ALAMEDA, Calif. — With the fate of California redevelopment agencies still unknown, the agencies are rushing deals to market at an accelerated pace — and appear to be paying a steep price for it.

Gov. Jerry Brown proposed to eliminate redevelopment agencies when he released his budget proposal in January. If he gets his way, the state’s 425 local RDAs will be abolished, with successor agencies created to oversee their remaining contractual obligations — such as the tax-allocation bonds the agencies issue.

The fate of Brown’s redevelopment proposal appears to be entwined with the governor’s overall budget proposal — which was very unclear as of Tuesday afternoon, though both Assembly Speaker John Perez and Senate President pro tempore Darrell Steinberg scheduled budget votes for Wednesday afternoon.

The budget plan hinges on a June special election in which voters would decide on extending temporary state taxes.

To meet that timetable, lawmakers must approve the election soon. However,  Brown, a Democrat, appears to be struggling to obtain the handful of Republican votes he would need to achieve the two-thirds supermajority to approve the ballot measures he wants.

The Assembly’s Republican leader, Connie Conway, told a Fresno radio station Monday that negotiations had stalled between Brown and the GOP senators who were willing to broker a deal.

“The talks are done and over and they walked away,” Conway said.

Draft RDA legislation language assumes that agencies would be prohibited from incurring new debt as soon as a bill is signed by the governor.

That appears to have pushed redevelopment agencies into the market. Through March 14, California agencies have already sold $642 million in tax-allocation bonds this year, after selling only $1.18 billion in all of 2010.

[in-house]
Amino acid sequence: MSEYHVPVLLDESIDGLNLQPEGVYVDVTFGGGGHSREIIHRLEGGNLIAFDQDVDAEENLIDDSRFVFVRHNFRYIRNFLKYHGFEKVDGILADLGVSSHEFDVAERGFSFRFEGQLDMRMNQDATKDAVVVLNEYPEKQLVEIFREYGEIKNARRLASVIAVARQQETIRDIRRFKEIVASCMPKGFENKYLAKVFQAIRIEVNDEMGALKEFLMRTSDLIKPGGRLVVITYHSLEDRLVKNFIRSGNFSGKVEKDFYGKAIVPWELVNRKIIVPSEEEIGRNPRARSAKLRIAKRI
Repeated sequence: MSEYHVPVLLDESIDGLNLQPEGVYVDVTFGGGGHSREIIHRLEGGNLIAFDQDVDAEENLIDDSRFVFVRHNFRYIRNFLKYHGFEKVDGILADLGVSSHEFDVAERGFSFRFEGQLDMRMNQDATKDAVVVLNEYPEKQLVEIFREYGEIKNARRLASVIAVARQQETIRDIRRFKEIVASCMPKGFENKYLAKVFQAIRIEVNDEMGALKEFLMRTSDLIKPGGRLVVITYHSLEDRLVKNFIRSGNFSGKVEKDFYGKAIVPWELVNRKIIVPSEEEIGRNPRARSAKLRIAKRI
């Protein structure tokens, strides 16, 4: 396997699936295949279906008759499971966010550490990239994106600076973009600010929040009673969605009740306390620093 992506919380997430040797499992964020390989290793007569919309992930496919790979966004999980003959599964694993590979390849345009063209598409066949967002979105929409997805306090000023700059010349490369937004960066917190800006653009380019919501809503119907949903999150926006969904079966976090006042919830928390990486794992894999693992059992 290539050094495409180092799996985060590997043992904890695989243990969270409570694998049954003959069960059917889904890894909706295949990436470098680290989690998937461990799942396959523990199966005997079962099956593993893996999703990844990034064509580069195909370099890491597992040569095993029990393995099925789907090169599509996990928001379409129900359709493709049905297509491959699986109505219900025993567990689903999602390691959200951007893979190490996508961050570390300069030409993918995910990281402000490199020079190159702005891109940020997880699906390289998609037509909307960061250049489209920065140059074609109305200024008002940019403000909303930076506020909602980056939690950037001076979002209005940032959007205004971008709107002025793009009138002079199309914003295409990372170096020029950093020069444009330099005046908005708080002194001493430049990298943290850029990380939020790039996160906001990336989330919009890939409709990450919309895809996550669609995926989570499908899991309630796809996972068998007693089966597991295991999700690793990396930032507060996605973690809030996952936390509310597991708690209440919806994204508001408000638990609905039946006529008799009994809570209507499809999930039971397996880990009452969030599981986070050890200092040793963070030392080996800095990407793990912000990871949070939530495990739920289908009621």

They have paid a premium to do so at a time when many issuers are steering clear of the muni market.

Redevelopment bonds have always paid a bit of a premium compared to similarly rated debt in other sectors, according to Bud Byrnes, chief executive at Encino, Calif.-based RH Investment Corp., a broker-dealer specializing in California municipal bonds.

“Many asset managers have a knee-jerk reaction: no hospitals, no housing, no redevelopment agencies,” he said.

That premium has increased exponentially for California RDAs rushing to market this year, with many tax-exempt deals at spreads of 200 to more than 300 basis points over the Municipal Market Data triple-A curve.

A sale last week by the Ukiah Redevelopment Agency is a case in point — most tax-exempt maturities came at a 310-basis point spread to MMD when Piper Jaffray & Co. priced the deal March 8.

Byrnes said a typical, solid, A-rated non-redevelopment credit from a city government might expect to pay a 75-point premium.

“I think it’s a 225 basis point penalty that’s somewhat undeserved,” he said. “If you have confidence in and understanding of the market, there are bargains out there.”

The doubts and fears created by the debate over redevelopment’s future make it even harder to sell the debt to the typical muni investor, Byrnes said.

“They don’t want something dangerous,” he said. “A municipal bond buyer is not looking for adventure.”

That atmosphere is further charged by RDA advocates who have taken to the airwaves with radio ads warning that redevelopment is in danger.

“Customers read headlines and listen to sound bites,” he said. “They are afraid.”

Ukiah’s city leaders were well aware of the pros and cons of jumping into the market.

The City Council met as its redevelopment agency Feb. 16 to approve its bond sale.

According to the meeting’s video archive, city leaders and council members were worried that they were about to lose what they consider to be local funds.

Their financial adviser, Robert Gamble of PFM, told them there would be a cost if they felt compelled to issue bonds quickly to encumber the funds.

“We don’t want to be in the market at the same time as 100 other redevelopment agencies,” he said.

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